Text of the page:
Duke Today

By Lucas Hubbard

July 21, 2020

“The United Nations’ official definition of genocide includes ‘imposing measures to prevent births within a (national, ethnically, racial or religious) group,’ ” says co-author William A. Darity Jr., a professor of public policy, African and African American Studies and economics at Duke University. “North Carolina’s disproportionate use of eugenic sterilization on its Black citizens was an act of genocide.”

The article appears online in the American Review of Political Economy. Darity was one of its three co-authors, collaborating with Gregory N. Price, the paper’s lead author and an economics professor at the University of New Orleans, and Rhonda V. Sharpe, the founder and president of the Women’s Institute for Science, Equity, and Race.

In a 2010 paper, Price and Darity demonstrated that eugenic sterilizations in North Carolina disproportionately targeted Blacks. This article advances that prior analysis, shedding light on the mechanics by which the program worked, and the motives behind it.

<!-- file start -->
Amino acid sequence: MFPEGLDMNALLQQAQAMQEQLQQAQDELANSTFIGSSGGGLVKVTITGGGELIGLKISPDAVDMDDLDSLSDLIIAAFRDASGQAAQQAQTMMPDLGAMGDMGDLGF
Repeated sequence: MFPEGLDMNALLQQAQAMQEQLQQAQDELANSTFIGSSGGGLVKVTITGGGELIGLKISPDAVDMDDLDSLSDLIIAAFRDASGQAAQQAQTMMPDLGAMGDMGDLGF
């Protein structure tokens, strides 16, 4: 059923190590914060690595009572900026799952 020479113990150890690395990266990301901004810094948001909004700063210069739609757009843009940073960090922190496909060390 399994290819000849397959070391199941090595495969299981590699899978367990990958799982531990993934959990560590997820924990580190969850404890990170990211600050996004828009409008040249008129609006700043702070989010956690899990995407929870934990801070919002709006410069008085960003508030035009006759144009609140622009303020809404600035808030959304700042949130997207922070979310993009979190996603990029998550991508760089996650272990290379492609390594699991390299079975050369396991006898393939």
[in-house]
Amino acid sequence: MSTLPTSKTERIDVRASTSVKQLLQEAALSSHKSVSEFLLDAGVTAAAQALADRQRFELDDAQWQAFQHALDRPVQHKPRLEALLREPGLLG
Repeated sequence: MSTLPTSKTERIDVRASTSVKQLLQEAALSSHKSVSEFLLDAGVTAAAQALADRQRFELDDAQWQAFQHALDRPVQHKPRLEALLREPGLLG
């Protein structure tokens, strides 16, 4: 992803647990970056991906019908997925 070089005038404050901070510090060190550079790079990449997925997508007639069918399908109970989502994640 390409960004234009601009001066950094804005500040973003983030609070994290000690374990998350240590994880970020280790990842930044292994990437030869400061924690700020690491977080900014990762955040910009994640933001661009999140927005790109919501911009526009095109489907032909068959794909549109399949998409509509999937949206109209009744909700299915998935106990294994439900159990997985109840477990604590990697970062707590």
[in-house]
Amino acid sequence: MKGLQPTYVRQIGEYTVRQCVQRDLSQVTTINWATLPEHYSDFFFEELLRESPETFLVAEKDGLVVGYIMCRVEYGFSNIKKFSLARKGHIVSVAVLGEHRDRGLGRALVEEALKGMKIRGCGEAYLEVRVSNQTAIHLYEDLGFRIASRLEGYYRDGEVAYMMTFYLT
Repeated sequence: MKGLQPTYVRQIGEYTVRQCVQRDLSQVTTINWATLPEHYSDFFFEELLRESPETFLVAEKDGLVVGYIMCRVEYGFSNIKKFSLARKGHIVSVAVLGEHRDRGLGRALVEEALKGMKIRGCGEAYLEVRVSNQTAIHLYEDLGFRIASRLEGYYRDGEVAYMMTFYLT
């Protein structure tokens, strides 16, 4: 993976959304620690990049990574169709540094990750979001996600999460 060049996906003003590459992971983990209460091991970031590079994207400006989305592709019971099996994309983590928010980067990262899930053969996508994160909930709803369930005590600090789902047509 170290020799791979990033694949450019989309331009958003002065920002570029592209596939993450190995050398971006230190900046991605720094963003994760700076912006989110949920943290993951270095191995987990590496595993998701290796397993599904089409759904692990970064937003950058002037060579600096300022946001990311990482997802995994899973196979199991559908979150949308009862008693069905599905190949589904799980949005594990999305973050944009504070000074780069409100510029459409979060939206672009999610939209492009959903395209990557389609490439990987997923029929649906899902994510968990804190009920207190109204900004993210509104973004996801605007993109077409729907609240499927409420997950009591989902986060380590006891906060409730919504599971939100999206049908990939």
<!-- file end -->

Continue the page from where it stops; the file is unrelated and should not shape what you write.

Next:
“Controlling Black bodies and their reproductive choices is nothing new,” says co-author Sharpe. “Our study shows that North Carolina restricted reproductive freedom, using eugenics to disenfranchise Black residents.”

Click here to download a PDF of the full research report.

CITATION: “Did North Carolina Economically Breed-Out Blacks During its Historical Eugenic Sterilization Campaign?” Price, Gregory N., William A. Darity, Jr., & Rhonda V. Sharpe. American Review of Political Economy 15 (1), (2020).

DOI: https://doi.org/10.38024/arpe.pds.6.28.20